Set-Backs in Newfoundland: the St. John's Fire (1892) and the Bank Failure (1894)
[This text was published in 1950. For the full citation, see the end of the text. The image and the links have been added to the original document by Claude Bélanger.]
The period 1892-1894 was a calamitous one for Newfoundland . In February, 1892, a violent storm caused heavy loss of life and great distress. In July of the same year St. John's was devastated by a great fire. Twice before the city had been swept by fire, but the conflagration of 1892 far exceeded the earlier ones in its suddenness and damage. In less than 24 hours three-quarters of the city was reduced to ruins and nearly 11,000 people were rendered homeless. Many of the large public buildings and churches were destroyed. Property damage was estimated at $20,000,000.
Two years later, while the Island was still recovering from this disaster, it was threatened with financial collapse. In December, 1894, one of the three banks at St. John's was forced to close, leading to a run on the other two, both of which had to refuse payment. Business came to a standstill and the resulting dismissal of workmen led to bread riots. The situation was all the more serious because one of the banks, acting as the financial agent of the Newfoundland Government, was obligated to pay the half-yearly interest on the public debt on Jan. 1, 1895. Consequently the bank crash gravely impaired the public credit.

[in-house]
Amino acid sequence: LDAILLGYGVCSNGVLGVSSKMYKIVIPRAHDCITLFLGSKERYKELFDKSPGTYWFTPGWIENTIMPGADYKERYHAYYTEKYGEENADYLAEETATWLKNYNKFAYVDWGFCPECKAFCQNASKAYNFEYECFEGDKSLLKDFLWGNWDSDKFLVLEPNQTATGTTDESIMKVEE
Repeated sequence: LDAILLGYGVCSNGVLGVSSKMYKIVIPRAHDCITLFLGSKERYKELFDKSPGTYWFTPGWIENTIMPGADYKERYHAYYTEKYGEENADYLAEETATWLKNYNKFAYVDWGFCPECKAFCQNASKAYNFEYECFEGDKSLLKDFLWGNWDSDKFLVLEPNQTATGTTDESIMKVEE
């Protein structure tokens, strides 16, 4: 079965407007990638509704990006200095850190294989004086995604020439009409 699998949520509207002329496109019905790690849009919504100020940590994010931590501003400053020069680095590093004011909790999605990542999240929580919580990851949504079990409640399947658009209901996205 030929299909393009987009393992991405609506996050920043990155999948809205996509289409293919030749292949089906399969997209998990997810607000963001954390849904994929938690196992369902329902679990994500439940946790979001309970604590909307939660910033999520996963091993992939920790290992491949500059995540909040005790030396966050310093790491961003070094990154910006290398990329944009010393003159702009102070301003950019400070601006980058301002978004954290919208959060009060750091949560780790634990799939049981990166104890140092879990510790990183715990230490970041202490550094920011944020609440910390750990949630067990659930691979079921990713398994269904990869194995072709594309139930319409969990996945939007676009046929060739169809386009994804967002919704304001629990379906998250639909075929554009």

The Newfoundland Government appealed for aid to Great Britain, but felt unable to accept it on the conditions offered, which implied the possible application of financial control by the Imperial authorities. The Newfoundland Government decided instead to investigate the possibility of reopening talks on Confederation, which had been undertaken without success eight years previously by Canadian and Newfoundland leaders. The British Government in the meantime made an immediate grant for relief purposes.
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Source: GOVERNMENT OF CANADA , Newfoundland . An Introduction to Canada's New Province, Published by authority of the Right Honourable C. D. HOWE, Minister of Trade and Commerce, prepared by the Department of External Affairs, in collaboration with the Dominion Bureau of Statistics, Ottawa, 1950, 142p., pp. 15-41.
© 2004 Claude Bélanger, Marianopolis College